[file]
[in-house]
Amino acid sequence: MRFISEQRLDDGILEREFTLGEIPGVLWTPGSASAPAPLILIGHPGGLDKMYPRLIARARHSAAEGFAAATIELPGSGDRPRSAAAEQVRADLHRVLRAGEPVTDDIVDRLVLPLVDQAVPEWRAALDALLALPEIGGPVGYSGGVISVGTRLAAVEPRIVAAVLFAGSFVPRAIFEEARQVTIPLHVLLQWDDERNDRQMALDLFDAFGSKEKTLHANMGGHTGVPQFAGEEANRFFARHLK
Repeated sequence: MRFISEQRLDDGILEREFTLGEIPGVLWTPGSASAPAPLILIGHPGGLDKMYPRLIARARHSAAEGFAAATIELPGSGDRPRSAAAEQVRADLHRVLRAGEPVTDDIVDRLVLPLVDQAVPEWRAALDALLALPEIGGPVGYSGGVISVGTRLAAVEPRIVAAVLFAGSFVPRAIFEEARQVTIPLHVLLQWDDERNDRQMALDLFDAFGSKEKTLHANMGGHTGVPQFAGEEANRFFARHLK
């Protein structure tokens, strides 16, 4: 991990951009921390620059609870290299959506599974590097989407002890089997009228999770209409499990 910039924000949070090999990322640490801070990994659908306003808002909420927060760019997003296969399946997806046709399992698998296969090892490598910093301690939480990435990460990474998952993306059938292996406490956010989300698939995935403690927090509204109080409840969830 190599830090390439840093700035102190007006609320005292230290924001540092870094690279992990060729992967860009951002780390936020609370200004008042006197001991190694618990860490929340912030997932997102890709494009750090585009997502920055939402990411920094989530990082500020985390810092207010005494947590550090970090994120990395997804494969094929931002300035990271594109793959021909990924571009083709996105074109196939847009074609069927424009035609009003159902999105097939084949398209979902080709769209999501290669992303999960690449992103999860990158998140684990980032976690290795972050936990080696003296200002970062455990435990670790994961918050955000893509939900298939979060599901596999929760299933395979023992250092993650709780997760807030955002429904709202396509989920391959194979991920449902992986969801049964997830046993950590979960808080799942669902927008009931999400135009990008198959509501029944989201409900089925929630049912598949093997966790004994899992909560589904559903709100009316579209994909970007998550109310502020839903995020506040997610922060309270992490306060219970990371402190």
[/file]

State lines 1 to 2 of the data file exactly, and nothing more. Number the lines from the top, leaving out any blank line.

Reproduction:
[in-house]
Amino acid sequence: MRFISEQRLDDGILEREFTLGEIPGVLWTPGSASAPAPLILIGHPGGLDKMYPRLIARARHSAAEGFAAATIELPGSGDRPRSAAAEQVRADLHRVLRAGEPVTDDIVDRLVLPLVDQAVPEWRAALDALLALPEIGGPVGYSGGVISVGTRLAAVEPRIVAAVLFAGSFVPRAIFEEARQVTIPLHVLLQWDDERNDRQMALDLFDAFGSKEKTLHANMGGHTGVPQFAGEEANRFFARHLK